After a streak of short films and occasional features, Canadian director Ruba Nadda broke out with a movie about a Muslim woman who falls in love with a white man against her family’s wishes. The culture conflict in “Sabah” gave way to the filmmaker’s next critically acclaimed hit, “Cairo Time,” starring Patricia Clarkson. The duo is again collaborating in Nadda’s new drama, “October Gale.”

The film follows protagonist Helen Matthews as she struggles to put her life back together after the untimely death of her husband. Secluded from the world in a remote cabin in the woods, her quest for peace is shattered when a deadly family feud arrives on her doorstep. In these circumstances, she must fight to survive both her grief and her unknown attackers.

The movie represents a stylistic change for Nadda. Unlike her earlier focus on relationships, “October Gale” explores the isolating grief of a woman mourning her husband’s sudden death. “October Gale” is also much more action-oriented than some of her previous work, meaning that Helen fights physical and emotional pain to survive. The sun only shines in her memories, because it was a storm that claimed her husband, and it’s a storm that threatens her safety now.

Nadda spoke in an interview about the inspiration behind “October Gale,” the self-sustaining power of women and the bright future she has planned after the storm.

International Business Times: “October Gale” is such a departure from your earlier romantic dramas. What inspired you to make that decision?

Ruba Nadda: With any movie that I tackle, the first and foremost is the character. I always thought of Helen first and how she was in this predicament of losing this very big presence in her life. I saw her as very strong and independent with a big career. For me, it was always a story about her grief, and what would it look like for a woman like this at an age like this? When we think about movie grief, we think of women who are a little older or younger. What’s interesting for me was that this woman was in her early 50s and was looking forward to the next chapter of her life with this man. For me, it’s this character that comes and takes over my life.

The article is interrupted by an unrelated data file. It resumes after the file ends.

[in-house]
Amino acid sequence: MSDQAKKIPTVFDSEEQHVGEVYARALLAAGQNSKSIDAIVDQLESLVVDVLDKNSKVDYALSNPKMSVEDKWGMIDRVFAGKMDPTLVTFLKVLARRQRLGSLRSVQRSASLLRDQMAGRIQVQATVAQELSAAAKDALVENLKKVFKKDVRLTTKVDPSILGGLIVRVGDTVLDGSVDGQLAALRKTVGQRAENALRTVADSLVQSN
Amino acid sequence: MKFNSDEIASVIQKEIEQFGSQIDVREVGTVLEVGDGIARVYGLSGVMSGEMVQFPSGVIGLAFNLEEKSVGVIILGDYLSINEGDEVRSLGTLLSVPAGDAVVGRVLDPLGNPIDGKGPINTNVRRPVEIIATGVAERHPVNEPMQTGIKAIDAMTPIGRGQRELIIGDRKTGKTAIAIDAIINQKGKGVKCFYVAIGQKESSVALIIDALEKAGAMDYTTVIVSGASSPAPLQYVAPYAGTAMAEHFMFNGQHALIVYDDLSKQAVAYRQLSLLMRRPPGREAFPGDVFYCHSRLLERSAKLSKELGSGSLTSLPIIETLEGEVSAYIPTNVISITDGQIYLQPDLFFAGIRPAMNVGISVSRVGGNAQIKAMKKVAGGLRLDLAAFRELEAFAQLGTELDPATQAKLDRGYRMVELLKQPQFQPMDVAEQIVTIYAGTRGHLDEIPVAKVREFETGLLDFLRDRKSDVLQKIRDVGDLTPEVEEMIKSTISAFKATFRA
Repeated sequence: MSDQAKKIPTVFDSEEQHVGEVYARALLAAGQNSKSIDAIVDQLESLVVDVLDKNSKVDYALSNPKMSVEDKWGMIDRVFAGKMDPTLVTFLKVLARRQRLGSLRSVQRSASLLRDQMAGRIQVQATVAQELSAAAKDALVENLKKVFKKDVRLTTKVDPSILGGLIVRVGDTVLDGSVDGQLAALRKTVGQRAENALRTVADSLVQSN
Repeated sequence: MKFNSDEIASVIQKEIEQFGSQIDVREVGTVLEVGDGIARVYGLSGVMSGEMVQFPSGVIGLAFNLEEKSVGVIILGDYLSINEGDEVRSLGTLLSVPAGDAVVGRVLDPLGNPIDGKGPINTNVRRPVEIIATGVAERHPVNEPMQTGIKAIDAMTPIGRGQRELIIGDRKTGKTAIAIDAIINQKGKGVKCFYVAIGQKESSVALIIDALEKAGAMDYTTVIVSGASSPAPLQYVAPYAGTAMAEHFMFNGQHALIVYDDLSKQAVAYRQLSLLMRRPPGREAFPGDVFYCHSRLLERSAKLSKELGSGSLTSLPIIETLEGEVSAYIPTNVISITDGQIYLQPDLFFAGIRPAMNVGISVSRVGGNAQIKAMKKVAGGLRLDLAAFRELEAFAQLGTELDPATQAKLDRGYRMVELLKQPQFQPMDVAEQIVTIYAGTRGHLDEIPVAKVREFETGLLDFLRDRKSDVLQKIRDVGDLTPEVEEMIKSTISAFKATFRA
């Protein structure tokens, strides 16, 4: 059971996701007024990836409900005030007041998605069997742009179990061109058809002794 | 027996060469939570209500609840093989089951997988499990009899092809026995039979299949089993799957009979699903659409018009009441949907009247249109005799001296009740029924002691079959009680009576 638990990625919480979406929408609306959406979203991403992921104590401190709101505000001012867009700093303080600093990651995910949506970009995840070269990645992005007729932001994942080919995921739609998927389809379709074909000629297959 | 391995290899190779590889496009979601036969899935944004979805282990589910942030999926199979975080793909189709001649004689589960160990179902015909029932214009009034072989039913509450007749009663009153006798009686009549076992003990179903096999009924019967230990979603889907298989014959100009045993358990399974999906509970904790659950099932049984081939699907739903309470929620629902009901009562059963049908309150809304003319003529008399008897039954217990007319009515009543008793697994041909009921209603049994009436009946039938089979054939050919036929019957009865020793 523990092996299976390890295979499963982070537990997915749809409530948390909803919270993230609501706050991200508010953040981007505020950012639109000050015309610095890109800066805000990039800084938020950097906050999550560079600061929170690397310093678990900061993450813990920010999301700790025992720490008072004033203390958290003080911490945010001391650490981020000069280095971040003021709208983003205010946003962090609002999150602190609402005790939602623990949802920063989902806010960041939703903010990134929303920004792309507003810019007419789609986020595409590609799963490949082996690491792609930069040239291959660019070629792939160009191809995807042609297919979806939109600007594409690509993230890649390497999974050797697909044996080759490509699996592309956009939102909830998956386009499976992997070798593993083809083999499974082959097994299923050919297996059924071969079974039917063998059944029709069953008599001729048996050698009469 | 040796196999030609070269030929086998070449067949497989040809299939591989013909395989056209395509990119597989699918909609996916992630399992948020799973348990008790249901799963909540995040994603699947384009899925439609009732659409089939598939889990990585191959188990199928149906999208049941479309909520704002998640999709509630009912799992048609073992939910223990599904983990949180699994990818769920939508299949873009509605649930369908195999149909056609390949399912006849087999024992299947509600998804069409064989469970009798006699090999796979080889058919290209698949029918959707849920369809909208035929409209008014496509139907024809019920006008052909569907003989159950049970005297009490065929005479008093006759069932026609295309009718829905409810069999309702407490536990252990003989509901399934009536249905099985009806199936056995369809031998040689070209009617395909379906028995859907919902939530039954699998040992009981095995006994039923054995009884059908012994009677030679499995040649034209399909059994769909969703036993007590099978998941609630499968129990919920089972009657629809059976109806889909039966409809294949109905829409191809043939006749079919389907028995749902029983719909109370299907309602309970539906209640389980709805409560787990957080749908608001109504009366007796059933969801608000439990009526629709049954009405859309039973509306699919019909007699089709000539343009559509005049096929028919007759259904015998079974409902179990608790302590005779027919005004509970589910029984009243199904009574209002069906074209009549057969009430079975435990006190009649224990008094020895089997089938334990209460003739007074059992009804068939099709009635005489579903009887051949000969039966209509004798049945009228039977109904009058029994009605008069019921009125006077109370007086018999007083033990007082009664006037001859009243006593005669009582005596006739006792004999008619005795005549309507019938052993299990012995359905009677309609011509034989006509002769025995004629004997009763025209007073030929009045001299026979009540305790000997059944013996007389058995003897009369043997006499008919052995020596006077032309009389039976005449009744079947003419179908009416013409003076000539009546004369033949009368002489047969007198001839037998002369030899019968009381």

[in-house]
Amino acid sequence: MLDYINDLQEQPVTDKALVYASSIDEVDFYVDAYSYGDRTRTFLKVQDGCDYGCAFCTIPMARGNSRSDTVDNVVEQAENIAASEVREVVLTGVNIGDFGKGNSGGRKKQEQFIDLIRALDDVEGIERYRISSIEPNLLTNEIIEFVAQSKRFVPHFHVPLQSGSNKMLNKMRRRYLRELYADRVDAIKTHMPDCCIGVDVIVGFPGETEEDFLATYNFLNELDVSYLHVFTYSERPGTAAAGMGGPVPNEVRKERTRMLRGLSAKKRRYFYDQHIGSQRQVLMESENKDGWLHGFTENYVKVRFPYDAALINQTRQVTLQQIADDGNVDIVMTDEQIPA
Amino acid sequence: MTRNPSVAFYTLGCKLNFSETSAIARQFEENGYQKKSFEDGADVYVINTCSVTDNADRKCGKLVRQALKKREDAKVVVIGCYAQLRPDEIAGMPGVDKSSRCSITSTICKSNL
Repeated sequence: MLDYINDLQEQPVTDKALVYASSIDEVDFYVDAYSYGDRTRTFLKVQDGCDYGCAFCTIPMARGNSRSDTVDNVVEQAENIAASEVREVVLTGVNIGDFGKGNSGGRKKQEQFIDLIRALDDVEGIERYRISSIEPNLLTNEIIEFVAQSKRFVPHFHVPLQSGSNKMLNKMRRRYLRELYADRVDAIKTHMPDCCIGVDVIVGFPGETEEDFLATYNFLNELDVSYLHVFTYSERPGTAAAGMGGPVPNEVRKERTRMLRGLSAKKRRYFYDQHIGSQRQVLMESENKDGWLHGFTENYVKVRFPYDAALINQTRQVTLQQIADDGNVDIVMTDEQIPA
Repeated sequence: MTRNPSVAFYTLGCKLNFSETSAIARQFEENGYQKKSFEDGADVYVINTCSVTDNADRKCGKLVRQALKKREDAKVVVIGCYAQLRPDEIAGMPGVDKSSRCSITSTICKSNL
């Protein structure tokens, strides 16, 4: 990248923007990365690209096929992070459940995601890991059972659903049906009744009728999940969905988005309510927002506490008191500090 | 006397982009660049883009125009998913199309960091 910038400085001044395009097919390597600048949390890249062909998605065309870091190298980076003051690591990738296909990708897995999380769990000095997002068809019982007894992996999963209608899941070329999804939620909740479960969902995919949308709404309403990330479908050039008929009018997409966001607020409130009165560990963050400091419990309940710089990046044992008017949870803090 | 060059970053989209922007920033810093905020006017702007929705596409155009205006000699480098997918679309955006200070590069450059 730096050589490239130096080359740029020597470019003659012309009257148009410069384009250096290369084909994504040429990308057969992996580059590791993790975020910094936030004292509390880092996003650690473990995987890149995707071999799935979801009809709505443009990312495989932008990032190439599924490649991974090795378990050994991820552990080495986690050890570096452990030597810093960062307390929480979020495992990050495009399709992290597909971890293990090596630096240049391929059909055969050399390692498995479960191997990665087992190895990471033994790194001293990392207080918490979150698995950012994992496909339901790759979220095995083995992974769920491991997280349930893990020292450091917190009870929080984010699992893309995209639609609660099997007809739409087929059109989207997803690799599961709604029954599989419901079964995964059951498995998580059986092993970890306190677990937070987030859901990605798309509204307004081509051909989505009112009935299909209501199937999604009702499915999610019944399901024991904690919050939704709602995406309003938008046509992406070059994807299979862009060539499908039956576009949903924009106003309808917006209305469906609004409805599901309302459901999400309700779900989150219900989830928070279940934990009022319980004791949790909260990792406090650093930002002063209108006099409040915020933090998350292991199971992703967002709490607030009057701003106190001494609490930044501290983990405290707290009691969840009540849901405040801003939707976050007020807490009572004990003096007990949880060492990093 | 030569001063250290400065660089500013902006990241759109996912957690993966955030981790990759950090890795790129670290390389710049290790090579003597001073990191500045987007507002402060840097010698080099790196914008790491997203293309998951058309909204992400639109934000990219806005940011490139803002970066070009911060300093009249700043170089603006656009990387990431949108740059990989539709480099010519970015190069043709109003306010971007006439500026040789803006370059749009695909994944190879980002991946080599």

I’m also Canadian, so two hours from Toronto, we have this remote rugged terrain where people have cottages. When you’re caught in a storm [there], it’s quite crazy. So I thought, ‘What if you’re a woman out there, by yourself?’ I was interested in a story where a woman saves herself, even when these men show up.

IBTimes: She kind of has to survive these men who invade her life.

Nadda: Someone once told me when you go through grief, [it] feels like you’re being cooked in a frying pan. What was interesting for Patricia and I was that at this point, this character’s got nothing to lose. Does she want to survive this? Does she care? How does she not rely on someone else to get her out of this grief and physical danger?

IBTimes: You also made her a doctor in the story ...

Nadda: Yeah, I got wind of a woman who was living in this area in her mid-70s and her husband passed away. I remember being told this story and how independent she was all by herself in these rugged, horrible winters. She would carry the generator to her cottage by herself. It’s amazing what a woman can do when forced into these situations. Everyone in the area knew she was a doctor as well, so they would come to her with their problems.

IBTimes: You’ve worked with Patricia Clarkson on a few projects now. What’s your working relationship been like?

Nadda: She’s a brilliant actor. With something like this movie grief, you want something that can seep into your bones. She’s the kind of actor that, with a flicker of her eye, you care. She’s incredibly subtle. This movie was an incredibly difficult shoot. We didn’t have a lot of money. We didn’t have money to create a storm in post [production]. We were caught in last year’s worst winter of our lives. We decided to just film the storms. We would shoot inside until a storm came out and then we would go shoot outside. There’s no way I could have pulled that off with just anyone. We have a great level of trust. She knew I had her back.

This would be three-for-three now. I’m developing a show for HBO that would star Patricia, as well. It’s also very different, deeply romantic. Hopefully no storms or freezing waters.

IBTimes: Is there a genre you’d like to tackle next?

Nadda: For me, it’s not necessarily about genre, it’s about character. These characters are ordinary people caught in extraordinary situations. The next thing I’m doing with HBO is in a deeply political world, but it’s still romantic. I just don’t think about it like that. My characters become the genre.